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Studying the Effects of 7 Days of Gonadotropin Releasing Hormone (GnRH) Treatment in Men With Hypogonadism

This study is ongoing, but not recruiting participants.
Sponsor:
Information provided by (Responsible Party):
William F. Crowley, Jr., M.D., National Institute of Child Health and Human Development
ClinicalTrials.gov Identifier:
NCT00493961
First received: June 28, 2007
Last updated: August 31, 2017
Last verified: August 2017
  Purpose
Men with Idiopathic Hypogonadotropic Hypogonadism (IHH) lack a hormone called gonadotropin releasing hormone (GnRH). This hormone is important for starting puberty, maintaining testosterone levels, and fertility. The purpose of this study is to research the effects of treating IHH men with GnRH for 7 days.

Condition Intervention
Kallmann Syndrome Idiopathic Hypogonadotropic Hypogonadism GnRH Deficiency Drug: gonadotropin releasing hormone (GnRH)

Study Type: Interventional
Study Design: Allocation: Non-Randomized
Intervention Model: Single Group Assignment
Masking: None (Open Label)
Primary Purpose: Treatment
Official Title: The Effects of 7 Days of Exogenous Pulsatile GnRH Treatment on the Pituitary-Gonadal Axis in Hypogonadotropic Hypogonadal Subjects

Resource links provided by NLM:


Further study details as provided by William F. Crowley, Jr., M.D., National Institute of Child Health and Human Development:

Primary Outcome Measures:
  • testosterone [ Time Frame: daily for 7 days ]
  • LH [ Time Frame: frequent sampling for 2 hours ]
  • FSH [ Time Frame: frequent sampling for 2 hours ]
  • Inhibin B [ Time Frame: daily for 7 days ]
  • free alpha subunit [ Time Frame: daily for 7 days ]

Estimated Enrollment: 50
Study Start Date: January 1999
Estimated Study Completion Date: May 2021
Primary Completion Date: May 2016 (Final data collection date for primary outcome measure)
Intervention Details:
    Drug: gonadotropin releasing hormone (GnRH)
    Pulsatile GnRH (25 ng/kg per bolus every two hours via microinfusion pump)
Detailed Description:

Despite variability in the triggers, timing, and pace of sexual maturity between species, all species utilize the final pathway of hypothalamic secretion of gonadotropin releasing hormone (GnRH) to initiate and maintain the reproductive axis. Thus, GnRH is required for reproductive competence in the human. The classic studies from the 1970s clearly demonstrate that pulsatile release of GnRH from the hypothalamus is a prerequisite for physiologic gonadotrope function. Absence, decreased frequency or decreased amplitude of pulsatile GnRH release results in the clinical syndrome of hypogonadotropic hypogonadism (HH). The phenotypic expression of GnRH deficiency in the human demonstrates considerable heterogeneity. Defining the physiology of GnRH is critical to understanding the clinical heterogeneity of isolated GnRH deficiency and its comparison to other conditions resulting in hypogonadotropic hypogonadism (HH). The overall goal of this protocol is to investigate the neuroendocrine control of reproduction and specifically the physiology and pathophysiology of GnRH secretion and action in the human male.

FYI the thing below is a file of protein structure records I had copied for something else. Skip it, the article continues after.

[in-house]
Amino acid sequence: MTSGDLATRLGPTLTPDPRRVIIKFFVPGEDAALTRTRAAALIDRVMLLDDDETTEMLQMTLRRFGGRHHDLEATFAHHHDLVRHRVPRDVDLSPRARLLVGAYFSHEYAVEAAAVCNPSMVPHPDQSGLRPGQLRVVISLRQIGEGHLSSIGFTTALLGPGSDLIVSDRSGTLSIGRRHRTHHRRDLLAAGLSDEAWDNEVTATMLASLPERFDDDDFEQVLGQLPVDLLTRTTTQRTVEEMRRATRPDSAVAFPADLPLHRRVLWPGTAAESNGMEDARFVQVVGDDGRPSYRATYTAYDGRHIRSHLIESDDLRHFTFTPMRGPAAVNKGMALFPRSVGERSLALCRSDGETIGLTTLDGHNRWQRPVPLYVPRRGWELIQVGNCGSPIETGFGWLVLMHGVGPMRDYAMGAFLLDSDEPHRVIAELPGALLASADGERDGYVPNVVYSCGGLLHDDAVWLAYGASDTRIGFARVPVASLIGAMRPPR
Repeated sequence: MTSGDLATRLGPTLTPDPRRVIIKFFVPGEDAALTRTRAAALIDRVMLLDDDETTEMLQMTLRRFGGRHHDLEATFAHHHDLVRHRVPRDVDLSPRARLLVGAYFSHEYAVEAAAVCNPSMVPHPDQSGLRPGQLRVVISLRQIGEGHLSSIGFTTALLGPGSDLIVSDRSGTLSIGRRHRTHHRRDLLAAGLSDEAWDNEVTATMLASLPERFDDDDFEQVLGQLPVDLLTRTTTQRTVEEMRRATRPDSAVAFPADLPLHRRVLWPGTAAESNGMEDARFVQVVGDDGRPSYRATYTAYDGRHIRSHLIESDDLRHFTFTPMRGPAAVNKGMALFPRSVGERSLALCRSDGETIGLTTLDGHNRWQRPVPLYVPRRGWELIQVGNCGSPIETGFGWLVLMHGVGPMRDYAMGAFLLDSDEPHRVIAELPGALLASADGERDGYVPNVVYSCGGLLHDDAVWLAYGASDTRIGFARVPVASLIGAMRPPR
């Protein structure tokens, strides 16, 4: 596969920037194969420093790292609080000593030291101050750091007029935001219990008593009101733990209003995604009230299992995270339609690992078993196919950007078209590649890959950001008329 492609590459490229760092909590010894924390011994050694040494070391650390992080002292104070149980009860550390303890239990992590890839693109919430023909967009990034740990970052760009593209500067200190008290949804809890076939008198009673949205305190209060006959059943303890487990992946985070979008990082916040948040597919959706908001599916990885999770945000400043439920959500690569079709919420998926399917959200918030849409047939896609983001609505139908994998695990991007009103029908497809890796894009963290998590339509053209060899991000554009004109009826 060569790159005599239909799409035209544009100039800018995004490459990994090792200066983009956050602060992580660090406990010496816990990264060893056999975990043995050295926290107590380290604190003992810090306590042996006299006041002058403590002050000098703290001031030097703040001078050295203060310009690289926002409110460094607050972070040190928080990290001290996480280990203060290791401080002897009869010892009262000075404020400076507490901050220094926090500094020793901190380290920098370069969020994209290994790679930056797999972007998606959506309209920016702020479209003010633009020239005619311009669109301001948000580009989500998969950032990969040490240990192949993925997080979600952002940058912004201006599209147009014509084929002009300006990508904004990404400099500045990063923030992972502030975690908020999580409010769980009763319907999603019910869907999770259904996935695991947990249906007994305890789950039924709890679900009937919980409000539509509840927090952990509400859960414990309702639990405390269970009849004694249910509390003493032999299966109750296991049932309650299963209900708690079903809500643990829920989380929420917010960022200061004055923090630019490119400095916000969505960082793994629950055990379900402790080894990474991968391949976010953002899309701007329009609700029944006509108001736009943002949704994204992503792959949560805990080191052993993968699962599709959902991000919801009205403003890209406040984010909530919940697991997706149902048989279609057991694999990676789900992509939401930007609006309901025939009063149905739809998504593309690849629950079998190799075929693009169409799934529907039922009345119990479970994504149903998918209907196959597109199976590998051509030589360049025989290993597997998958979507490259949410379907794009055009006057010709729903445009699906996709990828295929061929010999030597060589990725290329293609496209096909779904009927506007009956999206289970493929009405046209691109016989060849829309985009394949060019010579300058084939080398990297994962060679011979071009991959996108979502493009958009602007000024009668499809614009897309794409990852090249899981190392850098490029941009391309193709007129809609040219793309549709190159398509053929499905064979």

Subjects will be selected from a group of adult men (18-65 years)based on the demonstration of a low testosterone level (<100 ng/dL) in association with low or inappropriately normal gonadotropin levels. All patients will undergo an initial assessment that includes an overnight 12-hour frequent blood sampling study to determine their degree of endogenous GnRH secretion. Following the overnight evaluation, subjects will have daily outpatient visits for 7 consecutive days when they will receive a GnRH bolus followed by 2hrs of blood sampling.

  Eligibility

Ages Eligible for Study:   18 Years to 65 Years   (Adult)
Sexes Eligible for Study:   Male
Accepts Healthy Volunteers:   No
Criteria

Inclusion Criteria:

  • Diagnosis of idiopathic hypogonadotropic hypogonadism (IHH) or Kallmann syndrome (KS)Adult male 18-65 years of age
  • Serum testosterone <100 ng/dL

Exclusion Criteria:

  • No specific exclusion criteria
  Contacts and Locations
Choosing to participate in a study is an important personal decision. Talk with your doctor and family members or friends about deciding to join a study. To learn more about this study, you or your doctor may contact the study research staff using the Contacts provided below. For general information, see Learn About Clinical Studies.

Please refer to this study by its ClinicalTrials.gov identifier: NCT00493961

Locations
United States, Massachusetts
Massachusetts General Hospital
Boston, Massachusetts, United States, 02114-2696
Massachusetts General Hospital
Boston, Massachusetts, United States, 02114
Sponsors and Collaborators
William F. Crowley, Jr., M.D.
Investigators
Principal Investigator: William F Crowley, Jr., MD Massachusetts General Hospital
  More Information

Additional Information:
Publications:

Responsible Party: William F. Crowley, Jr., M.D., Professor, National Institute of Child Health and Human Development
ClinicalTrials.gov Identifier: NCT00493961     History of Changes
Other Study ID Numbers: U54HD028138-447
U54HD028138 ( U.S. NIH Grant/Contract )
Study First Received: June 28, 2007
Last Updated: August 31, 2017

Keywords provided by William F. Crowley, Jr., M.D., National Institute of Child Health and Human Development:
Kallmann Syndrome
Idiopathic Hypogonadotropic Hypogonadism
GnRH deficiency

Additional relevant MeSH terms:
Kallmann Syndrome
Hypogonadism
Gonadal Disorders
Endocrine System Diseases
46, XY Disorders of Sex Development
Disorders of Sex Development
Urogenital Abnormalities
Congenital Abnormalities
Genetic Diseases, Inborn
Hormones
Hormones, Hormone Substitutes, and Hormone Antagonists
Physiological Effects of Drugs

ClinicalTrials.gov processed this record on September 21, 2017